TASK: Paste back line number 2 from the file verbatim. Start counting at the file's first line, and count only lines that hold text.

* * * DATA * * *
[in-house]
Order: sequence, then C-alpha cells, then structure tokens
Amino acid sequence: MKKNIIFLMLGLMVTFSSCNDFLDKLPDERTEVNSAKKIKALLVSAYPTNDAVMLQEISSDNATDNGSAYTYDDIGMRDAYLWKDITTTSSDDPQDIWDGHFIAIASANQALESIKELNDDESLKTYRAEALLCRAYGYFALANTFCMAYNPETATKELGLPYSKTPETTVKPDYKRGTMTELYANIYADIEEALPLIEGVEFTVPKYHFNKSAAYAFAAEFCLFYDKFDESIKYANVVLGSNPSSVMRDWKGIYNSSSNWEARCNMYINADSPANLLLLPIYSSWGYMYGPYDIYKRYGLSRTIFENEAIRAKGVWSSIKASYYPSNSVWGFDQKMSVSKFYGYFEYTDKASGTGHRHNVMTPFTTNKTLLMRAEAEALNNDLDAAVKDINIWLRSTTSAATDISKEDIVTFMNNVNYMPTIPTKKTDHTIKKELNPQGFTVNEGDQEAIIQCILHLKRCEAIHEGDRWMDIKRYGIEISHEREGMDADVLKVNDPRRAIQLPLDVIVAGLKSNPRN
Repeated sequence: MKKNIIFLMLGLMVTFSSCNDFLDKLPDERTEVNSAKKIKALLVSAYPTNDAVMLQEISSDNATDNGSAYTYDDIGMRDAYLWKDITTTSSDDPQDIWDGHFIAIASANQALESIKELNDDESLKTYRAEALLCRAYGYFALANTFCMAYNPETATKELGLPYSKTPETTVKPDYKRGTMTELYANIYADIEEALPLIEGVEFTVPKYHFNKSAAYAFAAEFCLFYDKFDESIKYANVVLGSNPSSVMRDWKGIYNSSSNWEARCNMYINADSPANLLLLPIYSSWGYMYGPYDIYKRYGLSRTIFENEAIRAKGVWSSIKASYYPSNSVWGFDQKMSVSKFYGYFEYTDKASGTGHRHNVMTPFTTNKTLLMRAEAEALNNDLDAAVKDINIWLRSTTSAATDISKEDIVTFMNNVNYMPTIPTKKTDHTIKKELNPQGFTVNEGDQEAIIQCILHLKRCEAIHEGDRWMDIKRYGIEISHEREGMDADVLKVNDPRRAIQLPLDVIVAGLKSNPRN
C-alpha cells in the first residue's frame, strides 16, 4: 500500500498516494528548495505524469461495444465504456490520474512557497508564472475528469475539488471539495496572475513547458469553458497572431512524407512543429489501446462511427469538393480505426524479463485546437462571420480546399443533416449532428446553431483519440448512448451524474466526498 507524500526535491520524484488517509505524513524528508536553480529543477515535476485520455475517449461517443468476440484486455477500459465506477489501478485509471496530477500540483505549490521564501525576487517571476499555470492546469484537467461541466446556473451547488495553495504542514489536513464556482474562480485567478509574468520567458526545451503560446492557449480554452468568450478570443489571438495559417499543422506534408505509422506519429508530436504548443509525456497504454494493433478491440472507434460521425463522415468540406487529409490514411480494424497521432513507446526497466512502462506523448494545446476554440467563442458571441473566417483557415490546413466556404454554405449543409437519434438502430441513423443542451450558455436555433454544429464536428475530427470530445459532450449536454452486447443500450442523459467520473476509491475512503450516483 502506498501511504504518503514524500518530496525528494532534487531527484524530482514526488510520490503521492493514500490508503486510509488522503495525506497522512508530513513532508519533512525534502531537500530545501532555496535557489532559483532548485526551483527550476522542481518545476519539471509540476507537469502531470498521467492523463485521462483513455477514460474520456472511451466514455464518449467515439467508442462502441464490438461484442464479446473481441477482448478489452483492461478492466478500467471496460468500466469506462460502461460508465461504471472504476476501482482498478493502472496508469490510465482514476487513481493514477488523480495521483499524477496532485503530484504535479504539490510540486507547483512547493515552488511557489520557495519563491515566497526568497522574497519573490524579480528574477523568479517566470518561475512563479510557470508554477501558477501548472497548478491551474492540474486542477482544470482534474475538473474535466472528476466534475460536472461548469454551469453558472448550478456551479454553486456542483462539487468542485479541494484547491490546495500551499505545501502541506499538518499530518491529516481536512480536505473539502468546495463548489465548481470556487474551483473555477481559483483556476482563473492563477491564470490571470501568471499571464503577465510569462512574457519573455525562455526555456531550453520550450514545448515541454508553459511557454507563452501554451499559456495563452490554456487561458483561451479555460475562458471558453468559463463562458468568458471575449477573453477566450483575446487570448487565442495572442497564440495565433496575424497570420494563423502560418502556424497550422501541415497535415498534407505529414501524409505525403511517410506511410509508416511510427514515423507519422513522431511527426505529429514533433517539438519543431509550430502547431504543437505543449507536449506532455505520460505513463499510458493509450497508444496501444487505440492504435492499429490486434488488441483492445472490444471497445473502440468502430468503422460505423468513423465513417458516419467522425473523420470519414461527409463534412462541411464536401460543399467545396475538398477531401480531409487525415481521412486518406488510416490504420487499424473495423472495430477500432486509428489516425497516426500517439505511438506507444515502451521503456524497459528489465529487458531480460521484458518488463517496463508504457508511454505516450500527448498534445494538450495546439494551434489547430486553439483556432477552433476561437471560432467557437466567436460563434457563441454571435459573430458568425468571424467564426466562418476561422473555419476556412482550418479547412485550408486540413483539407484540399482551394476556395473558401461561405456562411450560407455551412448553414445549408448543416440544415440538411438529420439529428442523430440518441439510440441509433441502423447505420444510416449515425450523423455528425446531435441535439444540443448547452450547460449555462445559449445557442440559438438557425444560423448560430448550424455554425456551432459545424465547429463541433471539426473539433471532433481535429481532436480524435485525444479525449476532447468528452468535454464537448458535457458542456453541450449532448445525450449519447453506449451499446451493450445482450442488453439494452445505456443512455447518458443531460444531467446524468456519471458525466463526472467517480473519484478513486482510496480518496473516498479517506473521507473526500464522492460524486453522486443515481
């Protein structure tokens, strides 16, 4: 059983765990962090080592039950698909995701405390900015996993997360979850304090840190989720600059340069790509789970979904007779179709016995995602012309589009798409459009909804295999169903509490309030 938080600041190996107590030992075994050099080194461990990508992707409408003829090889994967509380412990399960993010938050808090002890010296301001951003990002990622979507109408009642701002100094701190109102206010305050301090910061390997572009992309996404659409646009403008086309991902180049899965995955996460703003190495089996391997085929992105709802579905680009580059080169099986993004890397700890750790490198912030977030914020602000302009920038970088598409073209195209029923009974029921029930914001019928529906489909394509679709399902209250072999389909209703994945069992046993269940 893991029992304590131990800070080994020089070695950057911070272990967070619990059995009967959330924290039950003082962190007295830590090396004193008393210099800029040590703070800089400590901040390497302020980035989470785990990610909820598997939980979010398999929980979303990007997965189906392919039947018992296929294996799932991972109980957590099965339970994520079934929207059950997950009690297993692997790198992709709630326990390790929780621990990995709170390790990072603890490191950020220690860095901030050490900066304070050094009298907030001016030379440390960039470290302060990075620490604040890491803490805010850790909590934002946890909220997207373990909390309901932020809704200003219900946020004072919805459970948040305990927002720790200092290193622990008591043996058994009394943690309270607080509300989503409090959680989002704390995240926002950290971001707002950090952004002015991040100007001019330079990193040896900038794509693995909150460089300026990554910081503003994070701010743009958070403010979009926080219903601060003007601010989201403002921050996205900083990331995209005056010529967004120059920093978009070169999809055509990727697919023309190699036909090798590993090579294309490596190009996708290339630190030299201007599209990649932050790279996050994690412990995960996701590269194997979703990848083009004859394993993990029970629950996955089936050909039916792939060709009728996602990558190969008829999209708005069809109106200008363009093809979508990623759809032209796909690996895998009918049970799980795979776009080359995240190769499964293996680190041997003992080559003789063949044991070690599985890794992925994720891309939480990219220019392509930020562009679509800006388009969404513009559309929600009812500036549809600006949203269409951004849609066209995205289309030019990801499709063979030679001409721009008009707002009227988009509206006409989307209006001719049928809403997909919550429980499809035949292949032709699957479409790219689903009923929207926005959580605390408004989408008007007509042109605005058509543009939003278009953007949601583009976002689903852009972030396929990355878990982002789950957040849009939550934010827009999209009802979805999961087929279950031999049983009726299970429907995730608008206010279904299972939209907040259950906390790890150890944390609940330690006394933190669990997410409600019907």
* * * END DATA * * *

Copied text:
Order: sequence, then C-alpha cells, then structure tokens